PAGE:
12 December 2007
Note: this article has been updated throughout to reflect Flex 3 Beta 3. However, there are not many significant changes between Beta 2 and Beta 3. Please make sure to read the Flex 3 Beta 3 Release Notes for the most up-to-date information.
It is a great time to be a Flex developer. In June 2006 we released Flex 2, a lineup of developer tools, libraries and runtime services that enable developers everywhere to build and deploy rich Internet applications that take advantage of the Flash® Player runtime. Flex 2 has been hugely successful with tens of thousands of new developers, a vibrant community that shares tips, tricks, and code, dozens of commercial and open source components and other add-ons, and of course hundreds of new applications built, with more coming online every day. In the short lifetime of Flex 2, we've seen Flash Player 9 follow the traditional penetration pattern of previous Flash Players and reach over 94% penetration in mature markets (as of September 2007). Finally, we were pleased to see Flex win its second Jolt Award, this year in the web development category.
In addition to adding support for the Adobe® Integrated Runtime (Adobe® AIR™, formerly known as Apollo), Flex 3 is focused on enabling more people to participate in building rich Internet applications and enhancing the platform with the top features requested by existing users. While Flex 2 was a big change for users who had previously built applications with Flex 1.5, Flex 3 does not introduce any language changes and is expected to be backwards-compatible with Flex 2 in all major use-cases. Any differences in behavior are documented in the release notes and most changes can be set to behave the same as in Flex 2 by specifying a compatibility flag. There is no new Flash Player requirement for Flex 3; all versions of Flash Player 9 will support Flex 3 applications. Flex 3 will also work seamlessly with LiveCycle Data Services ES.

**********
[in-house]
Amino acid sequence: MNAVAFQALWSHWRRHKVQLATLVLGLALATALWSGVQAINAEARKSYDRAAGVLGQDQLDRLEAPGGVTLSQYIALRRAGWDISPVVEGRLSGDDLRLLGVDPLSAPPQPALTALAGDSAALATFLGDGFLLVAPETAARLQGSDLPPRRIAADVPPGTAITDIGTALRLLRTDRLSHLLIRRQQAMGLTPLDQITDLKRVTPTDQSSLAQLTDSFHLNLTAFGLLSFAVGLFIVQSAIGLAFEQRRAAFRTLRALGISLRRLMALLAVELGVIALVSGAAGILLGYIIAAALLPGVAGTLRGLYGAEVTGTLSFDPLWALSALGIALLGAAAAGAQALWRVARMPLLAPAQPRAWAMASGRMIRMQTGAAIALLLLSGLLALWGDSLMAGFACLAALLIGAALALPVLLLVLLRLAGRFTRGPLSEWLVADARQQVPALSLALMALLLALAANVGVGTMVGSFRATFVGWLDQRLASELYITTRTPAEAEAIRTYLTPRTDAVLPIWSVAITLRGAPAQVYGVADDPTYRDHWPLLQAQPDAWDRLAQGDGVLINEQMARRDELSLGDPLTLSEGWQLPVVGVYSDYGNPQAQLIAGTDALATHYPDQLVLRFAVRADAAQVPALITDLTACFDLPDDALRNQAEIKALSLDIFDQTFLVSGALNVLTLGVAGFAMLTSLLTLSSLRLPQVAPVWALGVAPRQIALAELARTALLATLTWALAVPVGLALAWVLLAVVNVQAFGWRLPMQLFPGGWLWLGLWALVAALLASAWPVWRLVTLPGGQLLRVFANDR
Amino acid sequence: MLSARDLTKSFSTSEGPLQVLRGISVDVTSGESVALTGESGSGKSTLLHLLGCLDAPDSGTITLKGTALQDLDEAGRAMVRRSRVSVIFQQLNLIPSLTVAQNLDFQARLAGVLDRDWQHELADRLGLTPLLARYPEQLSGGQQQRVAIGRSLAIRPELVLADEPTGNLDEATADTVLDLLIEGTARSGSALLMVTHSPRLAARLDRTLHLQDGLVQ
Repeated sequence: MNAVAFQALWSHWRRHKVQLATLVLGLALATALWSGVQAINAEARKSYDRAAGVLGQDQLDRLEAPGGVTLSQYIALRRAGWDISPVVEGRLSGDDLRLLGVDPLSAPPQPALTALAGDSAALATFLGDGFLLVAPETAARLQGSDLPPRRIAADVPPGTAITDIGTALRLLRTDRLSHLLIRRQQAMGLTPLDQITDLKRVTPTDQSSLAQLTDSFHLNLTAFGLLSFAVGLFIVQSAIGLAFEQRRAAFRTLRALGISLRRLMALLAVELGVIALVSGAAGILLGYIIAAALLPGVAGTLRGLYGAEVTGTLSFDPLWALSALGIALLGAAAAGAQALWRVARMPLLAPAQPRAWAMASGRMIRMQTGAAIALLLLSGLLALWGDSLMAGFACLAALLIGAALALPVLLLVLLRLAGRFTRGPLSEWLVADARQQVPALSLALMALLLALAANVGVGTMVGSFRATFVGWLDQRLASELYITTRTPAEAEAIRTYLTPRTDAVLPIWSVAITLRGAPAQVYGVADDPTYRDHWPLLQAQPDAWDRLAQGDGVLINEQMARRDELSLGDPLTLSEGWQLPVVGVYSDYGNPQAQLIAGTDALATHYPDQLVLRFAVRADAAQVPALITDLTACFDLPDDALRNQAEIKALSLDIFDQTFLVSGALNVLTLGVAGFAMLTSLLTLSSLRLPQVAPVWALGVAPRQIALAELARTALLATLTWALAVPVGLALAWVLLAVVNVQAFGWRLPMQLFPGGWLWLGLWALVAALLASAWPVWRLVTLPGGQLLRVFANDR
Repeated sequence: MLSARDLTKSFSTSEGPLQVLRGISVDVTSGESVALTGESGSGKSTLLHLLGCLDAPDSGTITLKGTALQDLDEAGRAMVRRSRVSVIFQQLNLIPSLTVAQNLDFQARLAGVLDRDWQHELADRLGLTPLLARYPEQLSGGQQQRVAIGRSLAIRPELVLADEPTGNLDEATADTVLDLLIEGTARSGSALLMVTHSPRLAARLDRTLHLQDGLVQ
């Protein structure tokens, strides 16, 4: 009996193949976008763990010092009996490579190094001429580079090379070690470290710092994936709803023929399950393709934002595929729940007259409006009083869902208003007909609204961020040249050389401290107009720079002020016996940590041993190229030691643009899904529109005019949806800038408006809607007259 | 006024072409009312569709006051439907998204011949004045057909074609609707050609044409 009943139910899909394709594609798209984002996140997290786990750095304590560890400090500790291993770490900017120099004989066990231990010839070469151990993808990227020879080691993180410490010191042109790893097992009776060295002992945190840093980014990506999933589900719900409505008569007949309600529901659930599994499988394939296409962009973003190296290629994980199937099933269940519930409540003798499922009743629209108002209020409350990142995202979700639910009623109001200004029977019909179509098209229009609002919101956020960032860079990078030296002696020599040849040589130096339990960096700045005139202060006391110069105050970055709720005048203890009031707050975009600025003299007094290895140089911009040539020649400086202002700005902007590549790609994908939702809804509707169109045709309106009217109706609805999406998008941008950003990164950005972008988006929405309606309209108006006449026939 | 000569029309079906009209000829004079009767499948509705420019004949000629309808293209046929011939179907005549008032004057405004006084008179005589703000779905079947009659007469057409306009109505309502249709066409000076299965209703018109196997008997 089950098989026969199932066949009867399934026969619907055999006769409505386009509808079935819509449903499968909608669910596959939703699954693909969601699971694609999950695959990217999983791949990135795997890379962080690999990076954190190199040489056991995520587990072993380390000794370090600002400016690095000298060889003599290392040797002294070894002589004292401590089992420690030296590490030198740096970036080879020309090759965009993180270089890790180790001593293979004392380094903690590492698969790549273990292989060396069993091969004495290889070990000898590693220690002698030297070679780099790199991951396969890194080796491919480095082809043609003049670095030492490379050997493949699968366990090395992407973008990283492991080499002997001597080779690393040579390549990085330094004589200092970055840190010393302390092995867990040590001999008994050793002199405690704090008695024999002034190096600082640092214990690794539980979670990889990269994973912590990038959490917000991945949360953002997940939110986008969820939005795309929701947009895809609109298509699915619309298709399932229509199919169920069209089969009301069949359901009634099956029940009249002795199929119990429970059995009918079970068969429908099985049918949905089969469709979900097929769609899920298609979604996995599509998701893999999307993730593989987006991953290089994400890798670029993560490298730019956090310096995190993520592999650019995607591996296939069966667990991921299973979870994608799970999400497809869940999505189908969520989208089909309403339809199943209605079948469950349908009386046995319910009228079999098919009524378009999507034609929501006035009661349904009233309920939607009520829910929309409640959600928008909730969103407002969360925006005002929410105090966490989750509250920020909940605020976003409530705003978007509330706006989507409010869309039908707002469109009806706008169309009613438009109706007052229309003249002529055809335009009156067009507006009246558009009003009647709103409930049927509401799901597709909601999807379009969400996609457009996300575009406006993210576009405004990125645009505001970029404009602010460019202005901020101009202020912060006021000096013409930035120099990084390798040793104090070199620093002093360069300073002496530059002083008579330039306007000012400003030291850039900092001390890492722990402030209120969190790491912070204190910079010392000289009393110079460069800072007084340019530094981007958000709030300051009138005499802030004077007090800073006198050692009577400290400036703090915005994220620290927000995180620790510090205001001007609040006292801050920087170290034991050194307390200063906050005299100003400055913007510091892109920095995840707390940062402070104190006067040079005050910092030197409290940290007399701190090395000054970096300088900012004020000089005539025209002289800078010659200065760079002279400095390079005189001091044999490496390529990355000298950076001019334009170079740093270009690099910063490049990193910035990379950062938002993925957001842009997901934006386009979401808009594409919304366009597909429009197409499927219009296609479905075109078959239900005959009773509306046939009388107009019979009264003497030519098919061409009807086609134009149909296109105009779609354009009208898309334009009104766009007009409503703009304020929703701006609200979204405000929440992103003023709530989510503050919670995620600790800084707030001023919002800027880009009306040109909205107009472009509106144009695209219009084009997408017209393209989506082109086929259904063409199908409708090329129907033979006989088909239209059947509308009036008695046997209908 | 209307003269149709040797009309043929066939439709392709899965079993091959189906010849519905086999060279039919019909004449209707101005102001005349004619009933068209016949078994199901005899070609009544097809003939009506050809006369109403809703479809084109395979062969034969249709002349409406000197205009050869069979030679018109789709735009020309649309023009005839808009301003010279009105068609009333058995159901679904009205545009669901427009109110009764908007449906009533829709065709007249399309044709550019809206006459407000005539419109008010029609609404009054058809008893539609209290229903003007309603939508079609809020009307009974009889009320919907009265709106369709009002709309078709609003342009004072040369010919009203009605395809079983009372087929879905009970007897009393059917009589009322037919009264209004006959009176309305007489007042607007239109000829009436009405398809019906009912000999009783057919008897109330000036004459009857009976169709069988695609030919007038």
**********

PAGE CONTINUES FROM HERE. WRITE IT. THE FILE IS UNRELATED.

This past June, we pushed out our first public prerelease of Flex Builder 3 and Flex 3. Unlike previous public betas, where development is nearly complete, this first beta was much earlier in our development process. The response to that beta was very positive, and we incorporated a ton of feedback gathered from our new public bug system into our second beta in September. Now we are releasing our third beta which incorporates even more feedback and is very close to what we expect for our final release.
The Flex 3 release is divided into four major themes: designer/developer workflow, working with data, Adobe AIR applications, and platform evolution. Let's quickly review some of the highlights:
Details of these features and more are available in the sections below.
Most developers and managers know that improving the usability and overall experience of online applications can deliver increased productivity, reduce support costs, increase customer satisfaction, and drive top-line revenue. Flex 2 allows developers to build truly unique experiences, but it is not as easy as it could be. With Flex 3 we are introducing features in both the Flex SDK and Flex Builder to address this issue, as well as providing smooth integration with the recently released Creative Suite 3 products.
We have created a new Flex Component Kit for Flash CS3 that provides a complete workflow for authoring content in Flash that can be seamlessly integrated into a Flex application. Flash users can now develop components in the familiar timeline model of Flash and then, by following a few simple patterns, can enable Flex developers to incorporate those components with no additional code. The Flex Component Kit is a simple MXP that includes the relevant SWC and JSFL commands to get a Flash designer up and running with Flex development immediately.